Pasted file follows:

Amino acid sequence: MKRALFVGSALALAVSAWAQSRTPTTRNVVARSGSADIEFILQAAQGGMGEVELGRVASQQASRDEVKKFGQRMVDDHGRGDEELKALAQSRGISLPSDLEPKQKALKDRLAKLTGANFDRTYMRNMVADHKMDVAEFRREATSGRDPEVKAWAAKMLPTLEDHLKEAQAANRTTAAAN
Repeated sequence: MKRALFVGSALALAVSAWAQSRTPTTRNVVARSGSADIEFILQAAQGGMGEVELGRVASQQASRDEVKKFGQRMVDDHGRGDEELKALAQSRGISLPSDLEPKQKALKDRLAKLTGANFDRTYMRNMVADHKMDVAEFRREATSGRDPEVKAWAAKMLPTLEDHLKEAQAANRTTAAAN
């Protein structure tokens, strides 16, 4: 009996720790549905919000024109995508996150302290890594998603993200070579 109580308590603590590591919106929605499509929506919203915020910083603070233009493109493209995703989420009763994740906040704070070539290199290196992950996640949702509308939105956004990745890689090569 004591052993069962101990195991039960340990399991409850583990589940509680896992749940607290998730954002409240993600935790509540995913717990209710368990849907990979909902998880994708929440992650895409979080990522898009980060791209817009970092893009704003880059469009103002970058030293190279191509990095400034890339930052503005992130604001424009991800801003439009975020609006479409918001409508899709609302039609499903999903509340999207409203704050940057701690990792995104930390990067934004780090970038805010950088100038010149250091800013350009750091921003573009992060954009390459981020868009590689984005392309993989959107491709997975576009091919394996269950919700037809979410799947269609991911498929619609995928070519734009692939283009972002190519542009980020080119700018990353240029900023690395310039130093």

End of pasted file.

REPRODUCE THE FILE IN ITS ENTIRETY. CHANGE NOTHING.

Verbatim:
Amino acid sequence: MKRALFVGSALALAVSAWAQSRTPTTRNVVARSGSADIEFILQAAQGGMGEVELGRVASQQASRDEVKKFGQRMVDDHGRGDEELKALAQSRGISLPSDLEPKQKALKDRLAKLTGANFDRTYMRNMVADHKMDVAEFRREATSGRDPEVKAWAAKMLPTLEDHLKEAQAANRTTAAAN
Repeated sequence: MKRALFVGSALALAVSAWAQSRTPTTRNVVARSGSADIEFILQAAQGGMGEVELGRVASQQASRDEVKKFGQRMVDDHGRGDEELKALAQSRGISLPSDLEPKQKALKDRLAKLTGANFDRTYMRNMVADHKMDVAEFRREATSGRDPEVKAWAAKMLPTLEDHLKEAQAANRTTAAAN
């Protein structure tokens, strides 16, 4: 009996720790549905919000024109995508996150302290890594998603993200070579 109580308590603590590591919106929605499509929506919203915020910083603070233009493109493209995703989420009763994740906040704070070539290199290196992950996640949702509308939105956004990745890689090569 004591052993069962101990195991039960340990399991409850583990589940509680896992749940607290998730954002409240993600935790509540995913717990209710368990849907990979909902998880994708929440992650895409979080990522898009980060791209817009970092893009704003880059469009103002970058030293190279191509990095400034890339930052503005992130604001424009991800801003439009975020609006479409918001409508899709609302039609499903999903509340999207409203704050940057701690990792995104930390990067934004780090970038805010950088100038010149250091800013350009750091921003573009992060954009390459981020868009590689984005392309993989959107491709997975576009091919394996269950919700037809979410799947269609991911498929619609995928070519734009692939283009972002190519542009980020080119700018990353240029900023690395310039130093």